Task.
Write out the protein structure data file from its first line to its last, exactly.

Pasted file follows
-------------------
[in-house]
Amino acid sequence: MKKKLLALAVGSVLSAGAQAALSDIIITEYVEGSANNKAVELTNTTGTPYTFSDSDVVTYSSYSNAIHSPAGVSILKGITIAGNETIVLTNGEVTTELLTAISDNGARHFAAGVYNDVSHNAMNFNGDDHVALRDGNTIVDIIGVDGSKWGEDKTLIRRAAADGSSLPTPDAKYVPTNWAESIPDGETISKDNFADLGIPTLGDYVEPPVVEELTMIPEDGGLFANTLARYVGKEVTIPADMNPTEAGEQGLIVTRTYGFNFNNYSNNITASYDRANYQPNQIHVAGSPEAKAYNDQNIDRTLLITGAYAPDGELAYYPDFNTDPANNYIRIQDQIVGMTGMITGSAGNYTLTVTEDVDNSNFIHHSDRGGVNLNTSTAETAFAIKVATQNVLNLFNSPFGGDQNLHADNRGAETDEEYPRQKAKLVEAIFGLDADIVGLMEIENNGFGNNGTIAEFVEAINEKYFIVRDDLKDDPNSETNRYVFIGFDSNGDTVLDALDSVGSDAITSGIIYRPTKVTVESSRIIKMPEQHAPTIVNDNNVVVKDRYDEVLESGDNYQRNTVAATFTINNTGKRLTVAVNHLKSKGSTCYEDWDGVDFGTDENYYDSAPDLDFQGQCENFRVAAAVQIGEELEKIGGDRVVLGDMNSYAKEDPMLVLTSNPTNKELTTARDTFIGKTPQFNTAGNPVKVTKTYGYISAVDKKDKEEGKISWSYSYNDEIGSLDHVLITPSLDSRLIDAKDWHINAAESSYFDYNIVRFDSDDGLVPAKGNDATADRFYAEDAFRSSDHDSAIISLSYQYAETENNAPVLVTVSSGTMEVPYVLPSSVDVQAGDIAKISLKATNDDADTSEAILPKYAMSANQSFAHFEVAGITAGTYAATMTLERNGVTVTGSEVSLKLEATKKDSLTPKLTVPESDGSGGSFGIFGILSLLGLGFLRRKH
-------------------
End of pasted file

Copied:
[in-house]
Amino acid sequence: MKKKLLALAVGSVLSAGAQAALSDIIITEYVEGSANNKAVELTNTTGTPYTFSDSDVVTYSSYSNAIHSPAGVSILKGITIAGNETIVLTNGEVTTELLTAISDNGARHFAAGVYNDVSHNAMNFNGDDHVALRDGNTIVDIIGVDGSKWGEDKTLIRRAAADGSSLPTPDAKYVPTNWAESIPDGETISKDNFADLGIPTLGDYVEPPVVEELTMIPEDGGLFANTLARYVGKEVTIPADMNPTEAGEQGLIVTRTYGFNFNNYSNNITASYDRANYQPNQIHVAGSPEAKAYNDQNIDRTLLITGAYAPDGELAYYPDFNTDPANNYIRIQDQIVGMTGMITGSAGNYTLTVTEDVDNSNFIHHSDRGGVNLNTSTAETAFAIKVATQNVLNLFNSPFGGDQNLHADNRGAETDEEYPRQKAKLVEAIFGLDADIVGLMEIENNGFGNNGTIAEFVEAINEKYFIVRDDLKDDPNSETNRYVFIGFDSNGDTVLDALDSVGSDAITSGIIYRPTKVTVESSRIIKMPEQHAPTIVNDNNVVVKDRYDEVLESGDNYQRNTVAATFTINNTGKRLTVAVNHLKSKGSTCYEDWDGVDFGTDENYYDSAPDLDFQGQCENFRVAAAVQIGEELEKIGGDRVVLGDMNSYAKEDPMLVLTSNPTNKELTTARDTFIGKTPQFNTAGNPVKVTKTYGYISAVDKKDKEEGKISWSYSYNDEIGSLDHVLITPSLDSRLIDAKDWHINAAESSYFDYNIVRFDSDDGLVPAKGNDATADRFYAEDAFRSSDHDSAIISLSYQYAETENNAPVLVTVSSGTMEVPYVLPSSVDVQAGDIAKISLKATNDDADTSEAILPKYAMSANQSFAHFEVAGITAGTYAATMTLERNGVTVTGSEVSLKLEATKKDSLTPKLTVPESDGSGGSFGIFGILSLLGLGFLRRKH